Did you know that Warsaw is located in the area between Pike Lake, Hidden Lake, Center Lake, and Winona Lake?
Best Way to travel: Car
#1 Thing to do: JD's Roadhouse
#2 Thing to do: Stonehenge Golf Club
#3 Thing to do: Racoon Run Golf Club
Fun Fact: Warsaw if referred to as the “Orthopedic Capital of the World”. The first orthopedic device manufacturer was the DePuy Manufacturing Company.
#1 Car Rental Company: Avis
Warsaw is a wonderful city located in Indiana, United States. The county seat of Kosciusko County, Warsaw has an area of 11.6 square miles and a population of more than 13,500 residents, according to the 2010 census. Warsaw is also known under the nickname of "Lake City", due to its location near Winona, Pike, Hidden and Center Lakes. Warsaw was settled in 1836, but it was incorporated as a town only in 1854. Throughout the years, Warsaw has developed impressively, the city being also known as the "Orthopedic Capital of the World", this being the place in which the first manufacturer of this industry created a working site. Nowadays, Warsaw is the destination of numerous tourists arriving from all around the state, but not only.
Wagon Wheel Theater is one of the most popular cultural venues of Warsaw. The spot hosts numerous concerts and stage performances. In fact, this is the preferred Warsaw venue for live music and performances by local musicians.
Billy Sunday Historic Site Museum is the best museum in the whole area, despiting the history of the city. In fact, this Warsaw museum is most commonly described as absolutely impressive, but it is not the only museum in the city. The Kosciusko County Historical Society Jail Museum is also worth to be visited.
The Center Lake Park is one of the most beautiful natural areas of Warsaw. This spot hosts various concerts, mostly during the months of summer. The place is also great to visit each moment when you are willing to have a relaxing walk into a spot of a scenic beauty.
El Arriero Restaurant is the perfect place to eat in while being in Warsaw. The venue is really beautiful, while the food is always tasty and quickly prepared. Since the menu of this restaurant is so varied and all the Mexican foods are so delicious, the only difficulty you will meet is choosing out of all specialties. However, there is nothing to worry about, as no matter what you will choose, you will get a tasty meal.
Warsaw, Indiana (population 13,000), in Kosciusko County, is 102 miles southeast of Chicago, Illinois. Located in Northern Indiana along the historic Lincoln Highway, Warsaw was twice named as one of the "Top 100 Small Towns in America." It is known as the "Orthopedic Manufacturing Capital of the World," and is home to the largest printing presses in the world.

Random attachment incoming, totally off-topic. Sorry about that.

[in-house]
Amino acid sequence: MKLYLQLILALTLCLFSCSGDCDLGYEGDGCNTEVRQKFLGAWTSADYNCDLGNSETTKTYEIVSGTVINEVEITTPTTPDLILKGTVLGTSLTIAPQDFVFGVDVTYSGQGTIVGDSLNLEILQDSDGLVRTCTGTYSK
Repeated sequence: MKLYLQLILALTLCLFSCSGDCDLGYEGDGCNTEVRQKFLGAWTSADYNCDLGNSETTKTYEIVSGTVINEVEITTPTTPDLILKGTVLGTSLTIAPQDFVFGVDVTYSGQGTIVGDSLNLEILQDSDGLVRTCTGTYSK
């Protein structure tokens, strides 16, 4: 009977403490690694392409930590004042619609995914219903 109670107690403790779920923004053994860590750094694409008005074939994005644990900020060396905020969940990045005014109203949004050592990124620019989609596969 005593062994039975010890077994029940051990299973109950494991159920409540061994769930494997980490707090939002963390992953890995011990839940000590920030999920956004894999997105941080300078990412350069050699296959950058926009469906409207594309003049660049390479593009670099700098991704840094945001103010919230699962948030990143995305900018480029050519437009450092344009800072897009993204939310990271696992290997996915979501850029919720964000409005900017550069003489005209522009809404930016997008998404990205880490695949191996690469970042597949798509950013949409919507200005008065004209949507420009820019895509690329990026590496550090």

1. Lake City Greenway: Four and a half miles of this proposed eight-mile, multi-use trail for bicycling, walking, jogging, running, and rollerblading has been completed. The trail traverses between Warsaw and Winona Lake.
2. Kosciusko County lakes: The county has an astounding 103 lakes, including Indiana's largest (Lake Wawasee near Syracuse) at over 3,000 acres and the state's deepest (Tippecanoe Lake north of Warsaw) at nearly 120 feet. Warsaw itself has three lakes within its corporate limits -- Center, Pike, and Winona lakes -- offering every form of watersports.
3. Lincoln Highway marker: The Lincoln was America's first coast-to-coast highway, conceived in 1912. The highway connected Times Square in New York City with the Pacific Ocean at San Francisco's Lincoln Park with 3,300 miles of interconnecting roadways. Warsaw's Funk Park is home to one of the few Lincoln Highway markers still in existence; in fact, it is the only marker in the state in its original location and the last remaining marker known to exist along the 23 miles in Kosciusko County.
4. Amish Acres: This historic restoration's restaurants, hotels, a musical theater, and tours have earned Amish Acres the designation of "Indiana's number-one tourist attraction" by Travel Trade Magazine. The only Old Order Amish farm listed in The National Trust of Historic Preservation has 18 historic buildings, including numerous ones from neighboring farms that tell the story of 19th century rural America. Guided walking tours include an orchard, a kitchen garden, an original house, a bank barn, and outbuildings. A 16-foot covered farm wagon pulled by a tractor travels down gravel lanes around the pond, past historic buildings, and through the woods.
5. Chief Menominee Memorial: At the headwaters of the Yellow River about 15 miles northeast of Warwick is the first monument that any state erected to an Indian. The heroic-size statue of Chief Menominee (1791-1841), arrayed in full Potawatomi regalia, gazes across the land that once was his. The federal government schemed to remove the Potawatomis from their homeland, negotiating the purchase of the land with three other chiefs. Menominee refused to participate in the negotiations, and charged that the sale was fraudulent. The governor sent a hundred troops to remove the Potawatomis by force, and Menominee was arrested. More than 850 Indians started for Kansas on what became known as the Trail of Death. As the Potawatomis trekked west, they passed areas in the midst of a typhoid epidemic, and nearly 300 Indians contracted the disease. Forty-two Indians are buried along the trail.